Thus, although the parolee's intervening imprisonment in Moody resulted only from an offense committed while on parole, we conclude that the reasoning in Moody that the intervening imprisonment does not derive from the outstanding parole violation warrant necessarily applies to petitioner's Illinois imprisonment in this case even after the 1973 sentence expired.
As already noted, petitioner has been free from actual custody since about June 27, 1974. This resulted from the May 10, 1974 decision of the Illinois Parole Board to release petitioner on parole and to transfer to federal custody, and from this court's June 27, 1974 order that he be released to the extent custody was predicated on the federal sentence, parole violation warrant, and detainer. Because petitioner's freedom from actual federal custody has been brought about by our order, we cannot logically fault the Board for not having proceeded promptly after release from Illinois actual custody to execute the warrant or hold a hearing on revocation. Accordingly, we do not treat delay in hearing and decision as long as the appeal remained here and as long as our mandate remained recalled as a denial of petitioner's Morrissey rights.2 Thus we must modify our judgment so as to recognize the Commission's present power to consider and decide the matter of revocation.
In connection with the parolee's desire to serve the balance of the sentence from which he was paroled concurrently with his sentences for unrelated crimes, the Chief Justice pointed out in Moody that the Commission is able to afford that opportunity retroactively. After service of the unrelated sentence, the Commission has discretion to dismiss the warrant or decide that parole need not be revoked. Even if revocation is chosen, the Commission "has power to grant, retroactively, the equivalent of concurrent sentences." 429 U.S. at 87, 97 S.Ct. at 279. Exercise of such discretion would seem specially fitting in this case where the judges who imposed both the Illinois and federal sentences directed that they be served concurrently.
The government asks that we set a date certain upon which Hahn must surrender to federal custody. We have already adverted in footnote 1 to the circumstances which would make it a hardship on petitioner to be ordered back into federal custody at this time. In the light of all the circumstances, we consider it appropriate that petitioner remain at liberty on his own recognizance until the Commission makes its decision. If the Commission were to dismiss the warrant or decide against revocation, petitioner's liberty need not be interrupted.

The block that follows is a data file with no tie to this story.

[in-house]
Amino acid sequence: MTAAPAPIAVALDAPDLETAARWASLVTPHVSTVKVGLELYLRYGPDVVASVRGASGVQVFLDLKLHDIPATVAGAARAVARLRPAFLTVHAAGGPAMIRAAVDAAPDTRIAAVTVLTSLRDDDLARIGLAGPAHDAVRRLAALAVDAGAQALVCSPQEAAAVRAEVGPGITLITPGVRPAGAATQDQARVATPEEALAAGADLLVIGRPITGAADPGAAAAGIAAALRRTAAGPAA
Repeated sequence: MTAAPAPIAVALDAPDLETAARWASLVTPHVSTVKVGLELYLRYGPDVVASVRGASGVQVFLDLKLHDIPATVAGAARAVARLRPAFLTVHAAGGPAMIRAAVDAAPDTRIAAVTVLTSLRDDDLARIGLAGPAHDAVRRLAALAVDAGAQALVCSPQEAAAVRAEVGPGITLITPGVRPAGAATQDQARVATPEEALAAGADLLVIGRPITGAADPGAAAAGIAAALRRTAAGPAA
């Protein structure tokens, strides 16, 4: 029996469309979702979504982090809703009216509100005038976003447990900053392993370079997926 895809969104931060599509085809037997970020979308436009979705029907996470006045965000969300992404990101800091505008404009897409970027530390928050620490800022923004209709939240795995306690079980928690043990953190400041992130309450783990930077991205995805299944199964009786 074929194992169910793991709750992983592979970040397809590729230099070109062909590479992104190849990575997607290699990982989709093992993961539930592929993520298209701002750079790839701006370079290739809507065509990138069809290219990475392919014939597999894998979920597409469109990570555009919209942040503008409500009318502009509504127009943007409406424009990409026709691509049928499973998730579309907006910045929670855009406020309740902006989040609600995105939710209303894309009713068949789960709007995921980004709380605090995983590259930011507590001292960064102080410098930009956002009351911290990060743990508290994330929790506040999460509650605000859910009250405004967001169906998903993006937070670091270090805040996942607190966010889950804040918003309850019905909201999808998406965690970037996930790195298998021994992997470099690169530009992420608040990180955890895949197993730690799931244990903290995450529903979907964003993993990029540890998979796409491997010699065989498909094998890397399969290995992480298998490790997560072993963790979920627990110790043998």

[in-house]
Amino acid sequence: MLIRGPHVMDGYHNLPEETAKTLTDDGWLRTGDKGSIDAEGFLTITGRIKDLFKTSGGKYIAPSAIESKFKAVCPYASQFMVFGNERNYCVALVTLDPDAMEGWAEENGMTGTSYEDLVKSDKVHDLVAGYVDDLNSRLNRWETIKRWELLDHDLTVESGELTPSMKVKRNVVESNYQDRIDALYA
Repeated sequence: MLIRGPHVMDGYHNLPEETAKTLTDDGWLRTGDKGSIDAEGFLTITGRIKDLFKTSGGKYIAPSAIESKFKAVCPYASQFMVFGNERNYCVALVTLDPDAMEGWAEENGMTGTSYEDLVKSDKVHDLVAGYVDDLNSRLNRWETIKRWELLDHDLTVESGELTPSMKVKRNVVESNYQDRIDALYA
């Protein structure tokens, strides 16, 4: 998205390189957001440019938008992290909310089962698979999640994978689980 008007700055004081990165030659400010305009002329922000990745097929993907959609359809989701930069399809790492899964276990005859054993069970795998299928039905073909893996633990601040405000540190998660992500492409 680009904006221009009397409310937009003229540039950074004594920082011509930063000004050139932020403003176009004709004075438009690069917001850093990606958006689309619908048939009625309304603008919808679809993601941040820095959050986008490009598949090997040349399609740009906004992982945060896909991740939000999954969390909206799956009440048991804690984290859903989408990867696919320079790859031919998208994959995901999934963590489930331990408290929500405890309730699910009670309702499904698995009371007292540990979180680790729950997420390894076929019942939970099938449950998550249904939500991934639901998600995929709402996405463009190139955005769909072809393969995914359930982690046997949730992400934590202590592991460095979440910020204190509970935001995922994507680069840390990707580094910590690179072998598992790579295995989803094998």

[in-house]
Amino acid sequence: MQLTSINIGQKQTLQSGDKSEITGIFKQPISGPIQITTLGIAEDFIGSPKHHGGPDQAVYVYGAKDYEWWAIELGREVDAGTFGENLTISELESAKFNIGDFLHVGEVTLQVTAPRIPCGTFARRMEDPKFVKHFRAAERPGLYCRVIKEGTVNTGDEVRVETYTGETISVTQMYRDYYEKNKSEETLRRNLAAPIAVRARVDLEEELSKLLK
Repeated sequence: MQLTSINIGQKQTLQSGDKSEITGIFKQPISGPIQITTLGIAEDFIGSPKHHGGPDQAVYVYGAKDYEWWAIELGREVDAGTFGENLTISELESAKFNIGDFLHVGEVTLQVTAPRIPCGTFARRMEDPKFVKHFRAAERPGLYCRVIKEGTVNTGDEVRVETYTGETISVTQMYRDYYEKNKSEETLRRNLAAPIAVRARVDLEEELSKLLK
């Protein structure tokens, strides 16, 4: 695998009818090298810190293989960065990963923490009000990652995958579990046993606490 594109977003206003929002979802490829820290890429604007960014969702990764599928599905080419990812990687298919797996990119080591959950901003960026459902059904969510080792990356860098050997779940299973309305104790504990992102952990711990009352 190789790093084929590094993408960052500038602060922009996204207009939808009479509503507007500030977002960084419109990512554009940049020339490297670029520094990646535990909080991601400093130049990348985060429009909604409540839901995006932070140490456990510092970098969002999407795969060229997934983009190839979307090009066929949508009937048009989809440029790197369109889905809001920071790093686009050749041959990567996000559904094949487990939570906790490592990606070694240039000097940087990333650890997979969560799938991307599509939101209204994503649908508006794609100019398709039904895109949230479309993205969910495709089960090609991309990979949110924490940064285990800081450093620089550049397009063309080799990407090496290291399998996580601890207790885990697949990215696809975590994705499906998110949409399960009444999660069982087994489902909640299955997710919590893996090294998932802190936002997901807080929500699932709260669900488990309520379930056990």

Accordingly, we modify our judgment so as to vacate the judgment appealed from and to instruct the district court to hold the matter open long enough to afford the Parole Commission an adequate opportunity to complete its procedure and reach a decision. Petitioner is to remain free on his own recognizance pending such decision. Once the Commission has reached an administratively final decision, the petition for habeas corpus is to be dismissed, and the Commission will be free to execute its warrant if it so decides.
We cannot avoid noticing the hardship to petitioner if he were ordered back into custody at this time. He has served most of the remaining 557 days of the federal sentence if it be deemed to have run concurrently, as ordered by both sentencing courts. His offenses while on parole, although not condoned, were treated mildly by the states involved and appear to have been self-help attempts to assemble his children. We are told on brief that petitioner has been living with his seven children and his mother since June, 1974, continuously employed, providing support, and furthering his education